1. Please do more research as you are spreading disinformation, Ms. Egba. You site no sources for claims such as, “Most times, it gets a lot out of hand.” LSD is actually a remarkably safe drug when used at safe doses and in the proper setting. It is currently being studied as a treatment for several psychiatric disorders (as are Psilocybin, MDMA, and Ayahuasca).

    Many of the bad reactions people report are due to taking a dose that is too high or taking something given/sold to them as LSD that is in fact something more dangerous/unpredictable (25i-NBOME, for example). This is a result of drug prohibition meaning lack of standardization/regulation. LSD can not cause heart failure or any other fatal reaction.

    Compare the psychedelics (LSD, Psilocybin, Ayahuasca, MDMA) to alcohol which is responsible for millions of death yearly worldwide, tremendous morbidity, violence, and dependence. Yet alcohol is glorified and legal in the vast majority of countries.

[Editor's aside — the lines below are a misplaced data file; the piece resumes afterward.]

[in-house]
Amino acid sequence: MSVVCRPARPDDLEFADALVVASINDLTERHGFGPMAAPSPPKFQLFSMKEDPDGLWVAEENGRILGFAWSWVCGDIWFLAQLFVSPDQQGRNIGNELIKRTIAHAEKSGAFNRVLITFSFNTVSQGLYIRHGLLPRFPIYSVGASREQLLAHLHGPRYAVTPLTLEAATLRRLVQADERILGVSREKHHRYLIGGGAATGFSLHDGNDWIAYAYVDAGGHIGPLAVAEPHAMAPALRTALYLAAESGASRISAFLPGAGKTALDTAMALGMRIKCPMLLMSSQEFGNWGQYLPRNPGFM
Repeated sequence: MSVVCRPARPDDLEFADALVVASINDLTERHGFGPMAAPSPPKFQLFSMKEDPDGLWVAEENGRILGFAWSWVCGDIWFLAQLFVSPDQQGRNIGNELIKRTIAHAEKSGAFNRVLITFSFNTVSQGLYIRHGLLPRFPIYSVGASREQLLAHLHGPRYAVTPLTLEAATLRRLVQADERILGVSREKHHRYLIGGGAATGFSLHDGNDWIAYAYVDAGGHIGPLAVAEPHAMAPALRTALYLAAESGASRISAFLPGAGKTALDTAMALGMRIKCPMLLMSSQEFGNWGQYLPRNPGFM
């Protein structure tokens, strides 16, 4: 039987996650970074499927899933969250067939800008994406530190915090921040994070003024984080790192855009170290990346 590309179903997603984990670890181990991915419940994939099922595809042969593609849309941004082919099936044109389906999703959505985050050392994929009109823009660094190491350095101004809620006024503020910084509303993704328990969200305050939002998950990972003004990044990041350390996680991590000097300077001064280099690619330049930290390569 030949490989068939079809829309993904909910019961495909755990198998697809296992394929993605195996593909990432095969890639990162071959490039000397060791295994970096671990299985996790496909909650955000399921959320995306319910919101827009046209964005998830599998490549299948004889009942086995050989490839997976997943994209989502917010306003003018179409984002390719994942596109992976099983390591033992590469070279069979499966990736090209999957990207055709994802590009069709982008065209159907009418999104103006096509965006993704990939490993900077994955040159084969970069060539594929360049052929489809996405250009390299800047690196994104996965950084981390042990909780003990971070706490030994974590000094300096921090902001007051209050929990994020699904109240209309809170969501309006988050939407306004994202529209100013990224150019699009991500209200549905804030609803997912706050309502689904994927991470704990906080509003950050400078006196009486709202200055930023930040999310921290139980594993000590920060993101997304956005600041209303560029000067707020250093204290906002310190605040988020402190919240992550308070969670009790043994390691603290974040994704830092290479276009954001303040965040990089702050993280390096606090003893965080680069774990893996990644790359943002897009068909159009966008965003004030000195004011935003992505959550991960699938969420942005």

My source: I am a physician practicing neurology in the US. I have also experimented with several psychedelics in the past in very careful and measured ways. They helped me overcome my severe anxiety and depression.

    • Thank you for your response Simon. I’m glad you chose to comment so readers have the opportunity to see it from two angles.

      I agree to not having as much information as you do on this matter. I have only as much information as search engines provide and I suppose the proliferation of content on the internet makes it hard to decipher what is right and what isn’t.

      However, I want you to understand that there are two sides to a theory as this. The one from the remarkably experienced practitioners as yourself, and those of the lay man – like the first time users I found on Reddit. (A source I did cite). And because I was talking about the personal effects of Psychedelics, it seemed like a good discovery to point out.

      In any case, thank you for shedding light on this. While I cannot say I now support the use of psychedelics because of your vote of confidence, I would keep an open mind.